Investing in your wellness,
by paying attention to self-care,
is being self-insured.
Are you paying for insurance that ignores beneficial alternatives?
Learning constructive habits improves the quality of your health. It’s that simple.
So do we really want to pay so much more, instead of paying attention?
The time has come for putting low-tech, hands-on, gradual, gentle, humanistic methods on a par with biotechnology and medicine. What we recommend is for the towns we live in to adopt a primary focus on health as well as illness, and to develop that emphasis through education.
Improving health through better self-care is the focus of true Prevention; learning about self-care is the foundation of our Healthy Communities programs. Prevention deserves to be as important as primary care. This is the province of Education, not Medicine.
Self-management was Tom Hanna’s word for taking things into your own hands. Hanna * worked in a hands-on manner, literally, yet his primary aim was to employ methods that you could learn. The approach is so effective that it often reversed conditions that were previously said to be beyond medical help. He was able to demonstrate that self-care methods are not only beneficial, but deliver more advantages for stamina and longevity.
* for more information about Tom Hanna, visit www.drjessedelarosa.com
Can we insure ourselves?
If we truly want a system for health care, we’d better stop neglecting such a large and necessary field as Prevention. Having health insurance has forced people to comply with using only limited resources; these services also happen to be methods that direct you outside of yourself. That external orientation replaces the natural tendency of self-management.
Insurance companies usually allow for some preventive testing (e.g.mammograms and yearly physicals), but they generally exclude the many procedures that reduce the dangers of stress. They provide very few incentives for you to invest in your wellness; as a result, this diminishes the importance of health values. Simple restorative habits and methods of reducing stress can easily be taught – and we could change policies to provide incentives for those who practice more wellness, more often. By changing our focus to emphasize the need and value of self-care, we can curb and eventually reverse the dramatic escalation of health care costs that have hurt us all.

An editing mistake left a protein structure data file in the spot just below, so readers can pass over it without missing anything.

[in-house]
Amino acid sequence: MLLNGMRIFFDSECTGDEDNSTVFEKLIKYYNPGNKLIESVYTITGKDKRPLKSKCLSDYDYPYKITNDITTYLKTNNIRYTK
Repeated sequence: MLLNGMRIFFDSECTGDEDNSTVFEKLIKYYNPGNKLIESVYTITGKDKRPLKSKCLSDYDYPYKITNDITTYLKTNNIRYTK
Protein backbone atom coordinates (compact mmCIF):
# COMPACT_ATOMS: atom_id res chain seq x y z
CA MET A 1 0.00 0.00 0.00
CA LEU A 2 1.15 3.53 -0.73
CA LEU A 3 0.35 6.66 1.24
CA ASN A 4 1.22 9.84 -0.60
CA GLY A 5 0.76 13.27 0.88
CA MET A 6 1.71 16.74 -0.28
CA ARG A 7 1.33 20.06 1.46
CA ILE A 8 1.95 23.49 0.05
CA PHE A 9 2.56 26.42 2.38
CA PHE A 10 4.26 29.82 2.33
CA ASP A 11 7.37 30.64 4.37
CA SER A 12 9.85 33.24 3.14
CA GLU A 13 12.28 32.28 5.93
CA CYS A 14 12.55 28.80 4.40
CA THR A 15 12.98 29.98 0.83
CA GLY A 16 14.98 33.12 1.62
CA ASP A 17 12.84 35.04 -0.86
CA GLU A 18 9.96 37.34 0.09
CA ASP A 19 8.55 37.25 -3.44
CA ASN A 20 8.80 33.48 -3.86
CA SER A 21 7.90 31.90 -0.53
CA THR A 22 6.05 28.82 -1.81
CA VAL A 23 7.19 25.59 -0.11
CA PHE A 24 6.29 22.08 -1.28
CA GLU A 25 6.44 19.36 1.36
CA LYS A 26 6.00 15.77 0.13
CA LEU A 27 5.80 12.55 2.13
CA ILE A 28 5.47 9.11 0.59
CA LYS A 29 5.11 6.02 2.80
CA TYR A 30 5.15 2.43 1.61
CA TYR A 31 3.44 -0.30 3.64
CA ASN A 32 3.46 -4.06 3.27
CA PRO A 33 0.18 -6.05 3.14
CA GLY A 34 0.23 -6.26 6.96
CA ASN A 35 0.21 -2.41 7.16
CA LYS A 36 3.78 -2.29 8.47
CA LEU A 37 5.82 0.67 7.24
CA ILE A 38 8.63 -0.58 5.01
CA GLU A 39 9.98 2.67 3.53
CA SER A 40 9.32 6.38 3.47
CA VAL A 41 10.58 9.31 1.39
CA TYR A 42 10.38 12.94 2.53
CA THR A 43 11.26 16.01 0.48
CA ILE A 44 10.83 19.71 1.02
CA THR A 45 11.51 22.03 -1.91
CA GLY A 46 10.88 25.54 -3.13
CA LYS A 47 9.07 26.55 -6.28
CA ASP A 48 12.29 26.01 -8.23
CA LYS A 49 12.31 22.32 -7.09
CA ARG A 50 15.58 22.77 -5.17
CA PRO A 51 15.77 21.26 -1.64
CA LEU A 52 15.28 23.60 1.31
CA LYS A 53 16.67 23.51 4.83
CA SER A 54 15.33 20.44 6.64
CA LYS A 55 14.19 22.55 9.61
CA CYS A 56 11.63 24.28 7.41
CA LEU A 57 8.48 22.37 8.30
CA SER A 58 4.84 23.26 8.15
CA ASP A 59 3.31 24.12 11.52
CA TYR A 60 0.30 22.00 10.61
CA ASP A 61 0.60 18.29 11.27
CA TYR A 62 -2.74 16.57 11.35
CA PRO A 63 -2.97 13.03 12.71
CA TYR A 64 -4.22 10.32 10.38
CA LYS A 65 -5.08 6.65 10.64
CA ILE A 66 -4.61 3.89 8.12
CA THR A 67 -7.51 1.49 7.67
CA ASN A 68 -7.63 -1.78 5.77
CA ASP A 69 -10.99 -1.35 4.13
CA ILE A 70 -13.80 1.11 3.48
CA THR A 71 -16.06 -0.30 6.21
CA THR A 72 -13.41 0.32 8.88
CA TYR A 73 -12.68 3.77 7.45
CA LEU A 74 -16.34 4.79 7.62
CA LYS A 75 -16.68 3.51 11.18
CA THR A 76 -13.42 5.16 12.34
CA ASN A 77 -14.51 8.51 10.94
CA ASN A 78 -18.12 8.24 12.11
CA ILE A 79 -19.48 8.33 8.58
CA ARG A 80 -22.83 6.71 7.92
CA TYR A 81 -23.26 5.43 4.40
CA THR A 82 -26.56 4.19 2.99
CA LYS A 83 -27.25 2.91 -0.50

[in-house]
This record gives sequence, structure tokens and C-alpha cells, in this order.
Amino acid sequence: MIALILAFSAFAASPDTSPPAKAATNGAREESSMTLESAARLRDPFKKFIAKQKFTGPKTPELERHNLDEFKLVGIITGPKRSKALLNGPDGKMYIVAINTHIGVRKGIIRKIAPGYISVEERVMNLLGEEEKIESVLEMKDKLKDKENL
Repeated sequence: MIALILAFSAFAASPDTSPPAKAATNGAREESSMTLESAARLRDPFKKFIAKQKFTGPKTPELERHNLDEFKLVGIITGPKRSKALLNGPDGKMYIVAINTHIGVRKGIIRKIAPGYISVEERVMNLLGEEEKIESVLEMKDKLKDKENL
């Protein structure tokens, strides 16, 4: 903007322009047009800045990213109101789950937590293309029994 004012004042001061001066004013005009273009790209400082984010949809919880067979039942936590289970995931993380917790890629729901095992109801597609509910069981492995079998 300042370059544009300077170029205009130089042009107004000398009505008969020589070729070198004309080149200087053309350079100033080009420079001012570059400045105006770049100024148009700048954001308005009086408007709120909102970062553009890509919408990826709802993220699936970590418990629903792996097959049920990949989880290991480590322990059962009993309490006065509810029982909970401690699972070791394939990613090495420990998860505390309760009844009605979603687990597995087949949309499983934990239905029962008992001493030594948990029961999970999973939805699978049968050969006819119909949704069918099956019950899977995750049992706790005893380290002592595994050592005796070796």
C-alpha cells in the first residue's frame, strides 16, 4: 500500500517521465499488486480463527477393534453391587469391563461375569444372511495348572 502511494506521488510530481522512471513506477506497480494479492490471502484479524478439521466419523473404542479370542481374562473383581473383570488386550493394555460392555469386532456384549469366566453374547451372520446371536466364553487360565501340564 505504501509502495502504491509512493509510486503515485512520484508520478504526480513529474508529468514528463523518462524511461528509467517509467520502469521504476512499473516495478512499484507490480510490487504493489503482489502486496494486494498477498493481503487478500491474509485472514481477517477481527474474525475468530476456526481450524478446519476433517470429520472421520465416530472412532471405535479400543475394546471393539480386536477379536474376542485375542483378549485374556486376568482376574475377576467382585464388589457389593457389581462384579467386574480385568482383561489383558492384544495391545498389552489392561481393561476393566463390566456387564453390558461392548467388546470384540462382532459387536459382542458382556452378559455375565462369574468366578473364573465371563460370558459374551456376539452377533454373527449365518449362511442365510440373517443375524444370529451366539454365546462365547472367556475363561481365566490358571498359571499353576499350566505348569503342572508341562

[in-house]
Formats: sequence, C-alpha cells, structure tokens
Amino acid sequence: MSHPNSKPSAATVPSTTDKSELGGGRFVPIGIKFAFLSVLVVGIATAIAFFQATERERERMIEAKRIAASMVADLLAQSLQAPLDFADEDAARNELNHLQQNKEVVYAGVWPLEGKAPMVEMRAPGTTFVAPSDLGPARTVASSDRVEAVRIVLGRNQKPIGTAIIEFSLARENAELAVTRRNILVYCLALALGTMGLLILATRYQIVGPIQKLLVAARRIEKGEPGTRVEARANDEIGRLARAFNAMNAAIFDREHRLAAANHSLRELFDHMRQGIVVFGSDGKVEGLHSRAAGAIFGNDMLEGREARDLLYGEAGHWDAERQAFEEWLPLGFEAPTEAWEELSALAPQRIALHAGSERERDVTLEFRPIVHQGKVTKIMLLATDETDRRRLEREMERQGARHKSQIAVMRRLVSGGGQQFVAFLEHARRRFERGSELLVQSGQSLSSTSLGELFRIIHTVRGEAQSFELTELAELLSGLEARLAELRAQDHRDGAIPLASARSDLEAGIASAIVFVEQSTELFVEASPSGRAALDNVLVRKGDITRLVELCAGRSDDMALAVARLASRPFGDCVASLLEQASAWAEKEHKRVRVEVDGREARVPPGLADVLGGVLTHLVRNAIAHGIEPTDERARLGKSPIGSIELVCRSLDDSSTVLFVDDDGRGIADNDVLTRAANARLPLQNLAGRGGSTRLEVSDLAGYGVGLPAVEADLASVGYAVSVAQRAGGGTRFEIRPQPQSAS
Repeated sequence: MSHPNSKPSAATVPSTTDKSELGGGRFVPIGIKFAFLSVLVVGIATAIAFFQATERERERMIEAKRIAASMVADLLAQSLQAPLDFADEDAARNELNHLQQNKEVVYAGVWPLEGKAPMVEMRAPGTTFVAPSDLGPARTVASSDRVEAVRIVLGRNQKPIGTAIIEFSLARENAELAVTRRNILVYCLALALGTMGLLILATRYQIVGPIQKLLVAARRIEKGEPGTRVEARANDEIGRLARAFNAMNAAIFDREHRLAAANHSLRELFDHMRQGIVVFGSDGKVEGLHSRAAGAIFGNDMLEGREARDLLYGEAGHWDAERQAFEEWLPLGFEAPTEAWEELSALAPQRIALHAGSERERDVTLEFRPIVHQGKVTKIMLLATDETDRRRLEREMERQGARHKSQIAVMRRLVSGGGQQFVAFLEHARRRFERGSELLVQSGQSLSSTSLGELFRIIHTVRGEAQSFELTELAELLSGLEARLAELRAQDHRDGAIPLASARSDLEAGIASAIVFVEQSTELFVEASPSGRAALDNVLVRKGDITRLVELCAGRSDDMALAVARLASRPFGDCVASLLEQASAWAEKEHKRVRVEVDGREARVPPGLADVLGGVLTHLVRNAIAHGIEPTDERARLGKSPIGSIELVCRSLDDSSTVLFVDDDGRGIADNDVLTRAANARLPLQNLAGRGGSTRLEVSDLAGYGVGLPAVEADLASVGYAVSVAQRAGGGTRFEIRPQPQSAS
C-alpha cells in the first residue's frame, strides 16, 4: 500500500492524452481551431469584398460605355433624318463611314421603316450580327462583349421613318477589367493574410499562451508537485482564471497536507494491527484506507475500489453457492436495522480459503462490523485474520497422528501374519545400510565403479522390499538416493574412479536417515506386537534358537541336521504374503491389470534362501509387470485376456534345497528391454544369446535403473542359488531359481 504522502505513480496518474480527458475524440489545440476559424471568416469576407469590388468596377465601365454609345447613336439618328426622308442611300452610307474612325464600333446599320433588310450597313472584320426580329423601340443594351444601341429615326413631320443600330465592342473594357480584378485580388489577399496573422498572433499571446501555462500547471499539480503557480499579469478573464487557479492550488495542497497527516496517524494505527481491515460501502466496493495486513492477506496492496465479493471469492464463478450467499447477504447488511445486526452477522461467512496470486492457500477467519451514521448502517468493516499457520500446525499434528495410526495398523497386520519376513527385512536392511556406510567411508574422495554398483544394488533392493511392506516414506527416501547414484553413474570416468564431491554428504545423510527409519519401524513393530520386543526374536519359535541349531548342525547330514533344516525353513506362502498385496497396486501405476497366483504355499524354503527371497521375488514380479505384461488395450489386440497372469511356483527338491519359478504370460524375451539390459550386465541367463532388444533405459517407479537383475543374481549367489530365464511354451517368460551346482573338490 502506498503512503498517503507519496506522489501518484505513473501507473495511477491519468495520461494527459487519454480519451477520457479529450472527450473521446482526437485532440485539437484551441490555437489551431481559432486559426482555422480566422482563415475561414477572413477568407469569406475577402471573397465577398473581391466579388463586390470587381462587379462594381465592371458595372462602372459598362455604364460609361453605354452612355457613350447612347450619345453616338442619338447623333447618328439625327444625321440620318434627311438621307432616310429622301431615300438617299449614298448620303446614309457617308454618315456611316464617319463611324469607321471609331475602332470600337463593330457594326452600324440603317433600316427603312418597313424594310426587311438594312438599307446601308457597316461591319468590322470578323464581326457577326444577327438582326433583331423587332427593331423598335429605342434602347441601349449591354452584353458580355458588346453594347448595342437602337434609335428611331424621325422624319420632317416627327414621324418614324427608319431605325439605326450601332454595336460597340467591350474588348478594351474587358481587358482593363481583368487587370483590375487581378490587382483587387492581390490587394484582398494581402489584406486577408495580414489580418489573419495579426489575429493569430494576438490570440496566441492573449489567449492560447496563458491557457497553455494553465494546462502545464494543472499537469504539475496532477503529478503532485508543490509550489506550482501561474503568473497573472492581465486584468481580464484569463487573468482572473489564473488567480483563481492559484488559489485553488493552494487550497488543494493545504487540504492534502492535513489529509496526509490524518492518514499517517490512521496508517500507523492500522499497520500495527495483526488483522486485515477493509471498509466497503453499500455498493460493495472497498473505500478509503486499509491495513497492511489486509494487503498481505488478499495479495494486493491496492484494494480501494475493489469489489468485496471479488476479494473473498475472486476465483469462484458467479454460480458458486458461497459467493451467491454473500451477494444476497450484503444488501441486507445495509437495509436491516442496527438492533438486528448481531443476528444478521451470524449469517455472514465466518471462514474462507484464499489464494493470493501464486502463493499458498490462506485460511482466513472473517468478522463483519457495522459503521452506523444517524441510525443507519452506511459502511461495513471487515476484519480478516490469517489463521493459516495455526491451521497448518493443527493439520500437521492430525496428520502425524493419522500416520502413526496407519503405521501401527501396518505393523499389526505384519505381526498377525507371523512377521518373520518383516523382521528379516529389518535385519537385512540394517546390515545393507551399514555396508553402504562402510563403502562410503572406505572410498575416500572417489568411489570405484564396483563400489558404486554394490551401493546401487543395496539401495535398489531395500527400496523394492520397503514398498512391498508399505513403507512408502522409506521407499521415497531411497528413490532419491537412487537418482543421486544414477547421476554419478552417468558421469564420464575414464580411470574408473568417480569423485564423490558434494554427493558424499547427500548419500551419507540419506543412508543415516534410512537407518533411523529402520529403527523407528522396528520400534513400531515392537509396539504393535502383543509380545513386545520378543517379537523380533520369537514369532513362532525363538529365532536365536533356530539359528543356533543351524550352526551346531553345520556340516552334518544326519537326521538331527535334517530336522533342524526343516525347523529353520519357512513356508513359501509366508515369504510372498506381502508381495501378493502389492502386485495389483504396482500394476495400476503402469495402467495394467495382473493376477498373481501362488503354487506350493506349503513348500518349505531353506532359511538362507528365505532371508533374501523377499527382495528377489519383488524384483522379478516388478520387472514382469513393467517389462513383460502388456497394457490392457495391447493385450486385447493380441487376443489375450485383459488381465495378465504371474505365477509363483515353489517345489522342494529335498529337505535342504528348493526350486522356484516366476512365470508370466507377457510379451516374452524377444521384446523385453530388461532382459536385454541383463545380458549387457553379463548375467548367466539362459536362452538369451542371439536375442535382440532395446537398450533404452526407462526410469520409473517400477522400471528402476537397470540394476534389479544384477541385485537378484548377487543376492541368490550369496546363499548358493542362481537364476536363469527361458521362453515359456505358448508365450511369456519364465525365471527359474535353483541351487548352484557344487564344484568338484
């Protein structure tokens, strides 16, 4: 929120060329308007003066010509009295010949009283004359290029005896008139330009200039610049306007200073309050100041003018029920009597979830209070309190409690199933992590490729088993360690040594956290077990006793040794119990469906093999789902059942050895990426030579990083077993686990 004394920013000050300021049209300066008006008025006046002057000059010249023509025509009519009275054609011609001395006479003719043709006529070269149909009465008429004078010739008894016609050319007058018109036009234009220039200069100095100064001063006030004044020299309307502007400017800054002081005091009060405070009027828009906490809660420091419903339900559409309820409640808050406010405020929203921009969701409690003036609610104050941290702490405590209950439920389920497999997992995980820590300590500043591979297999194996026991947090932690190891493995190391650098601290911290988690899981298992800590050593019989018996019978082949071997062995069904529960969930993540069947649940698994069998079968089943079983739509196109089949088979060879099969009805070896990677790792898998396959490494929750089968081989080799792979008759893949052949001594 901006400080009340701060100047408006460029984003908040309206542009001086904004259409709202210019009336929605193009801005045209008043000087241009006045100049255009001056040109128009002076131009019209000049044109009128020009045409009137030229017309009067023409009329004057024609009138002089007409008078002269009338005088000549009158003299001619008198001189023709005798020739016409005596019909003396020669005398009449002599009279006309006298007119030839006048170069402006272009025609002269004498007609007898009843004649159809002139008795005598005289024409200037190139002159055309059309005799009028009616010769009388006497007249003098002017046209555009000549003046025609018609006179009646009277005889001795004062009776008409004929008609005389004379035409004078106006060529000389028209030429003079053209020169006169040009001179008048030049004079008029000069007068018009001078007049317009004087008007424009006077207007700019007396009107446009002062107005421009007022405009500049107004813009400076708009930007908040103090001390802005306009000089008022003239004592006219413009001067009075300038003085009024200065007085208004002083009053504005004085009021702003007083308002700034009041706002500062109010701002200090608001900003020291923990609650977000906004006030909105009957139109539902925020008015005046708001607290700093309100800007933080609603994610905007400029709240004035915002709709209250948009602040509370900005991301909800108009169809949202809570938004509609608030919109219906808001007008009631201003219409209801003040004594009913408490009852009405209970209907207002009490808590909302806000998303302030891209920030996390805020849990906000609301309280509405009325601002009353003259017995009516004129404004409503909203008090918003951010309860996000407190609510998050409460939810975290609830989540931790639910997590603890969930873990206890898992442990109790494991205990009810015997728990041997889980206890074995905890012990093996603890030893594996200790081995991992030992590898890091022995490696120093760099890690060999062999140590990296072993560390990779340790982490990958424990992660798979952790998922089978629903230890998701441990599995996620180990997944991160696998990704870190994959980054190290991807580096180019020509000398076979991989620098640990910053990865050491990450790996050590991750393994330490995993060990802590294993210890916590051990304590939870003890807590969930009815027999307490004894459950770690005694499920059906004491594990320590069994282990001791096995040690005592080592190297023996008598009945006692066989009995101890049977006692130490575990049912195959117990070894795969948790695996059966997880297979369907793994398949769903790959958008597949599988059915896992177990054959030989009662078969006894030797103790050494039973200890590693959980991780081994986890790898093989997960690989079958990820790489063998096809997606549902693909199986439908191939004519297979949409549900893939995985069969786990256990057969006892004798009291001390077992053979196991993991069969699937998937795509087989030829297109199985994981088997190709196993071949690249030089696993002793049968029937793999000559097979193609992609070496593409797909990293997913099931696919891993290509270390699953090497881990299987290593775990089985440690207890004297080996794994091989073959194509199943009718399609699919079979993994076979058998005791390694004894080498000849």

Vermont Wellness Education is seeking financial support for our Building Healthy Communities advocacy. This is an initiative that began in New London, CT, and is represented at www.building-healthy-communities.net. With your help we will create the education programs your community needs, for those who need skills grounded in Prevention.
The current system not only limits resources and charges us extravagantly, it has drained the national economy and still under-pays many who deliver primary care. Physicians are forced to limit their time; that eliminates their ability to consider these matters with you. Since this system has no affordable means to teach wellness (although nurses are under-utilized), many people need new resources to help them take real steps in prevention; right now, they are on their own.
However, Hanna believed you should be on your own. He encouraged it by giving people exercises that let them implement excellent self-care. When they learned ways to release tension, they gained energy and became smarter by increasing their sensory awareness. Hanna wrote much about self-care, and dispelled the myth that health declines with age. The release of tension allows the body to relax, and that minimizes the factors that cause severe illness, e.g. lowering blood pressure, improving flexibility, reducing pain, and even eliminating depression for many. We feel these large-scale, community-based programs, which must be freely provided to those who need to learn the skills, have the support, and become grounded in their self-care, is the best way to improve Prevention.